September 2015
Volume 15, Issue 12
Free
Vision Sciences Society Annual Meeting Abstract  |   September 2015
Positive affect reduces visual crowding
Author Affiliations
  • Ariana Familiar
    Dartmouth College, Department of Psychological and Brain Sciences
  • Stefan Uddenberg
    Yale University, Department of Psychology
  • Won Mok Shim
    Dartmouth College, Department of Psychological and Brain Sciences
Journal of Vision September 2015, Vol.15, 450. doi:10.1167/15.12.450
  • Views
  • Share
  • Tools
    • Alerts
      ×
      This feature is available to Subscribers Only
      Sign In or Create an Account ×
    • Get Citation

      Ariana Familiar, Stefan Uddenberg, Won Mok Shim; Positive affect reduces visual crowding. Journal of Vision 2015;15(12):450. doi: 10.1167/15.12.450.

      Download citation file:


      © ARVO (1962-2015); The Authors (2016-present)

      ×
  • Supplements
Abstract

Positive mood has been shown to both broaden the scope of visual attention (Rowe, Hirsh & Anderson, 2006), and facilitate a broad or narrow focus depending on whichever mode is currently dominant (Huntsinger, Clore & Bar-Anan, 2010). Here we investigate whether positive affect influences the spatial extent of peripheral feature integration. Using short film clips to induce positive (happy), negative (fear), and neutral affect, we measured the effect of visual crowding in each mood condition. A Gabor patch (diameter: 1o, eccentricity: 8o) surrounded by six equally spaced ‘flanker’ Gabors (diameter: 1o) at one of eight possible distances (1.5o, 2o, 2.5o, 3o, 3.5o, 4o, 4.5o, 5o) from the central patch was briefly presented in the right visual field. Subjects’ task was to report whether the central patch was tilted left or right of the vertical meridian, and the detection threshold was measured at each flanker distance. Average critical spacing across subjects was significantly smaller when in a positive mood compared to both neutral and negative conditions, which did not significantly differ. Thus, under positive affect the spatial scope of feature integration was narrowed, allowing for better identification of a crowded feature in the periphery. This supports the notion that positive affect influences the spatial envelope of attention in a flexible manner (Huntsinger, 2013), and modulates this scope depending on the default mode necessitated by current task demands.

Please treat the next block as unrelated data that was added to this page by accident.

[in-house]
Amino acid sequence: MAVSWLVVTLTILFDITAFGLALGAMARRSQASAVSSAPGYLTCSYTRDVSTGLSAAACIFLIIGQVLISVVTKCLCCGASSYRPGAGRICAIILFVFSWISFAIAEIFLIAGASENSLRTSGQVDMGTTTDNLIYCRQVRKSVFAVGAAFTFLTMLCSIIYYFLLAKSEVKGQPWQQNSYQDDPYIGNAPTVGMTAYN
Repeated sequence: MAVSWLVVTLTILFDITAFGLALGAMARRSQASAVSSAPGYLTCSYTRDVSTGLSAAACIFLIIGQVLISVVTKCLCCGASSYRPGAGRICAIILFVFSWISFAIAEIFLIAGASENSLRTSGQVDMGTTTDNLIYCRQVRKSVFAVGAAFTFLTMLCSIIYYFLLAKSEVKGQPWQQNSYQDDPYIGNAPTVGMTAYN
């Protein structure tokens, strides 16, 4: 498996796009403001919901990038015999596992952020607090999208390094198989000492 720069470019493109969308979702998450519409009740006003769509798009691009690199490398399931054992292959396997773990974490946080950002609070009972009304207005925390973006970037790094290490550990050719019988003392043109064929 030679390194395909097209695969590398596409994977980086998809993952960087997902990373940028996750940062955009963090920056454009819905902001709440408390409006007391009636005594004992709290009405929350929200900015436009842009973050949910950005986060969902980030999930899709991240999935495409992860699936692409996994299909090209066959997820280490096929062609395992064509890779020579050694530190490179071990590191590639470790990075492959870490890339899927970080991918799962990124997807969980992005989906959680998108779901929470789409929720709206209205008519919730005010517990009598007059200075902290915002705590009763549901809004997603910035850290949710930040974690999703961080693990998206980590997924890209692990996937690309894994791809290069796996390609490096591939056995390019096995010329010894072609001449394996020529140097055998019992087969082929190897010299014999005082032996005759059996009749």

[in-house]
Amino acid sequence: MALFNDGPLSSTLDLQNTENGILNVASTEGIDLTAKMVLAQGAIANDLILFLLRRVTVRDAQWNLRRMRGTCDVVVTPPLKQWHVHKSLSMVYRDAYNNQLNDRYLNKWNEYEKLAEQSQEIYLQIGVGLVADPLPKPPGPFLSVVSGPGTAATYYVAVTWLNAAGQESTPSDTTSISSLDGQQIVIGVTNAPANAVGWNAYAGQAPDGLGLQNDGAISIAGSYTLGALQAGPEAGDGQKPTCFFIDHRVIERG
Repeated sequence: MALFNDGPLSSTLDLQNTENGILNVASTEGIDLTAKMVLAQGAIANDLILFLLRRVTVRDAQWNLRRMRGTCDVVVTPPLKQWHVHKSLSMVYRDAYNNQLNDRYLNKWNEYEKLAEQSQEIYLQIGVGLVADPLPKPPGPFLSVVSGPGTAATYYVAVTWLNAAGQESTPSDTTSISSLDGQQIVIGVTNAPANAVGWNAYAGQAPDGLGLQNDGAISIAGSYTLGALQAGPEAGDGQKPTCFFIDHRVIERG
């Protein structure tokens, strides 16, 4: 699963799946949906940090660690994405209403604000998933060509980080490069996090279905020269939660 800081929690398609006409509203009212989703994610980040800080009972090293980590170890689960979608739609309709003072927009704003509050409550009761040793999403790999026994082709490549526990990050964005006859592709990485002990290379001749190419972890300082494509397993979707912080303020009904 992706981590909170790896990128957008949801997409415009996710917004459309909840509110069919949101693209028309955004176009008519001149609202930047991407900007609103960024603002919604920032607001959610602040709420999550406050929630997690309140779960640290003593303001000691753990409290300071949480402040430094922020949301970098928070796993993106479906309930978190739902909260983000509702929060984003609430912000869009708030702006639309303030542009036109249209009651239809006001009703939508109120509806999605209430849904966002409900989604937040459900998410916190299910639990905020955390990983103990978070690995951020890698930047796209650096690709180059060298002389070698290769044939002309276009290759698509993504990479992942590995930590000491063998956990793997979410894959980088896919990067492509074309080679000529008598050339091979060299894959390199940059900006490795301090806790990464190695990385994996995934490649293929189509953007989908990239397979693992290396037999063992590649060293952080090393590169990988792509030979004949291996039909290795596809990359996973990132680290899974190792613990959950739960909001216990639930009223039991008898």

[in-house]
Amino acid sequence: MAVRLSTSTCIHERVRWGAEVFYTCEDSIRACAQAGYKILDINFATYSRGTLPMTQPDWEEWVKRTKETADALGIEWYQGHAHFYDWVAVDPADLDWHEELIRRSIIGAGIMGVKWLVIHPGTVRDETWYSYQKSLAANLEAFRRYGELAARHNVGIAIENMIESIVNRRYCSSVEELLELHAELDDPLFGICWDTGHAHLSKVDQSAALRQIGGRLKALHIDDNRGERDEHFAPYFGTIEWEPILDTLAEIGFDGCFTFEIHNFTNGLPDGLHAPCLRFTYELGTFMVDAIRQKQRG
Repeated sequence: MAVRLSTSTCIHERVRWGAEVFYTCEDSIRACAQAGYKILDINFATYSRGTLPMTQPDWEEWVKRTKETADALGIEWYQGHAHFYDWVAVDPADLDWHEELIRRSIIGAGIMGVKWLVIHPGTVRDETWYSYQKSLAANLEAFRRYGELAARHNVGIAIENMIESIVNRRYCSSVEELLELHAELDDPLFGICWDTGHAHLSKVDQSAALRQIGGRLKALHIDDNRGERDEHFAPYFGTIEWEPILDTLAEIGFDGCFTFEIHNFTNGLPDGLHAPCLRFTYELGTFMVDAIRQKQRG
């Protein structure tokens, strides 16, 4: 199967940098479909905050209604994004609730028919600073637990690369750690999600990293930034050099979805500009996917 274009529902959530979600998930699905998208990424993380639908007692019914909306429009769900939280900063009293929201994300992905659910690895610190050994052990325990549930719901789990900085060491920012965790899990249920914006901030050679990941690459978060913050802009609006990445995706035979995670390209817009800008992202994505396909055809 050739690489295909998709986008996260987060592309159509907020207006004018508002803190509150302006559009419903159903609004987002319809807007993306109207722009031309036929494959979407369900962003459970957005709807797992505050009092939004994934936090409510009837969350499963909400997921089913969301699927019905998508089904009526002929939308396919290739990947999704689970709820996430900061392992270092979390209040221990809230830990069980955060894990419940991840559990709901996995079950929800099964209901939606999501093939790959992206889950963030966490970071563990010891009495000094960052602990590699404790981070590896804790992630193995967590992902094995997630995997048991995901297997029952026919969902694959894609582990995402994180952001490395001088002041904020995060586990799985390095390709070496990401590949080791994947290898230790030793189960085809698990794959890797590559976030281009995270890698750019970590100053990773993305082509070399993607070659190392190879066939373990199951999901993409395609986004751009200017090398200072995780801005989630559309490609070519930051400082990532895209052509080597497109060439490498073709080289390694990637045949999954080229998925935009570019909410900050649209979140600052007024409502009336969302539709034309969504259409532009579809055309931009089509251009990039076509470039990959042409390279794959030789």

Meeting abstract presented at VSS 2015

×
×

This PDF is available to Subscribers Only

Sign in or purchase a subscription to access this content. ×

You must be signed into an individual account to use this feature.

×